Save the Festival Gardens Campaign announced, “The Secretary of State’s decision to give the go-ahead for a series of huge apartment blocks on the waterfront – and for the cutting down of 10 acres of waterfront woodlands – is clearly a terrible disappointment to us all and a disastrous decision for the future of Liverpool’s prom” and "on many individual points the Inspector has agreed with the campaign’s objections to the development". See Garden Festival Campaign web site for further information.

Liverpool City Council are aware of the dramatic impact the buildings will have over the Promenade and to the massive tree loss caused by the Langtree's plans in developing the site. But LCC are committed to urbanising this Green Wedge area, as a way of dealing with the Garden Festival land and for the creation of a new private park available to the public. In the past, LCC have been unable to enforce the maintenance conditions of their lease for this land.

LCC is supporting plans for a row of 7 apartments to tower above Otterspool Promenade's coastal pathway with it's extensive grass embankment and sheltered wooded bund. This area is reported to be one of the best picnic spots and a highly valued public amenity on the banks of the River Mersey nearest to central Liverpool. more below

See item 4e for LCC's agenda details and map plans: http://councillors.liverpool.gov.uk/ieListDocuments.asp?CId=282&MId=8023&Ver=4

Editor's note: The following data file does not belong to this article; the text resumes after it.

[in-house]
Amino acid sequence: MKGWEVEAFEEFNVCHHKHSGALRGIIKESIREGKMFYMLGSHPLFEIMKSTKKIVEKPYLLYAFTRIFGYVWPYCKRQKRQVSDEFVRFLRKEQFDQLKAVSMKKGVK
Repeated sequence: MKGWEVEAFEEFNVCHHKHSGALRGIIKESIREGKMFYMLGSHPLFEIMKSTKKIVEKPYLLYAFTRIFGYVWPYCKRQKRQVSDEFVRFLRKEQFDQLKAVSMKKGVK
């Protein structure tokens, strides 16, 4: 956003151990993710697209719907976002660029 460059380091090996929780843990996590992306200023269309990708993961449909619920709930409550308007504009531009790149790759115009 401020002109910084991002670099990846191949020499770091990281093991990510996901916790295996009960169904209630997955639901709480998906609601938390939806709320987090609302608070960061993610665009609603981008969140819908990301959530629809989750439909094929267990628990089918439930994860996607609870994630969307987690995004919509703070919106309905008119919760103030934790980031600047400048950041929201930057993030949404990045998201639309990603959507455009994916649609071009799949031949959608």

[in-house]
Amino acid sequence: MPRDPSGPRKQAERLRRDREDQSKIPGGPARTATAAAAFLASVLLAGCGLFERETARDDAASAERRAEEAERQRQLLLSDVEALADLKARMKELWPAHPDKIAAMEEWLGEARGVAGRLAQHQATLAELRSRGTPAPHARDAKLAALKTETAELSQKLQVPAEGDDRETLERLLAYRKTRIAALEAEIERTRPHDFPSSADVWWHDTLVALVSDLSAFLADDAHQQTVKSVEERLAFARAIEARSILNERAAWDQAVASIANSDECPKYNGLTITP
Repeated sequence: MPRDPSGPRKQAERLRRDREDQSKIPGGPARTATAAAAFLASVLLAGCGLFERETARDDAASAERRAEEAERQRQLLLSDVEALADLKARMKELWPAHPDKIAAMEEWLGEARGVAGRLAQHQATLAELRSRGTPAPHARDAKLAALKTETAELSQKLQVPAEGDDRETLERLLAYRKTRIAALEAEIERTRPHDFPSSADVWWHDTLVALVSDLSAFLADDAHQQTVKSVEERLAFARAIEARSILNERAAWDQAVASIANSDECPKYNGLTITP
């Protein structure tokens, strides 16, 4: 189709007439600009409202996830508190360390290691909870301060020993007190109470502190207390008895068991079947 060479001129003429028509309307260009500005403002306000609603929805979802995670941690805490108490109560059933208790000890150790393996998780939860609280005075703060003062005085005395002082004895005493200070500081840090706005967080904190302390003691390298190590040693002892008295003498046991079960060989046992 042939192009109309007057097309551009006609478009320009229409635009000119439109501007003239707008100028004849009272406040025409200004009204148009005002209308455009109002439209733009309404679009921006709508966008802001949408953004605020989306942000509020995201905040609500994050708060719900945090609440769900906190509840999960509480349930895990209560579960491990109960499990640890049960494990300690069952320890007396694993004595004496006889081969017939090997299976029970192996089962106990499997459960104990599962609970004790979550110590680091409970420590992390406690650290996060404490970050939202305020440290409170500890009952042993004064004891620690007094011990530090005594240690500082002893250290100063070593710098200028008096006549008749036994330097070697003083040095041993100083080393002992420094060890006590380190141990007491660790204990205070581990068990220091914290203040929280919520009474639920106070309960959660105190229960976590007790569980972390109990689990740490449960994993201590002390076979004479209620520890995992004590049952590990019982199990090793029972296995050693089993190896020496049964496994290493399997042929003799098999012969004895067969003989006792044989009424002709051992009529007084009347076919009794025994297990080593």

What's happening in Anfield?

Liverpool Football Club's American owners are in financial difficulties and there is no news of plans for a scaled-down version of a new stadium on the public park at the beginning of October 08.

The pubic football grounds on the site of the new stadium's "big field" continue to attract amateur football games on the park. However, the public sports centre has been demolished.

The regeneration of the remaining listed Stanley Park is now underway with the recent demolishment and excavation of the original Palm House - the Gladstone Conservatory. The area around the Walled Garden and Palm House is now fenced off to the public.

Housing between Stanley park and LFC's existing stadium have been cleared. Beyond Stanley Park, large areas of the Anfield housing terraces, rising from LFC's ground to the former Dixie Dean Memorial Playing Fields, are gradually going through a process of "clearance and regeneration". The site of the Dixie Dean Memorial Playing Fields in Everton is now a building site for a new private/public academy school.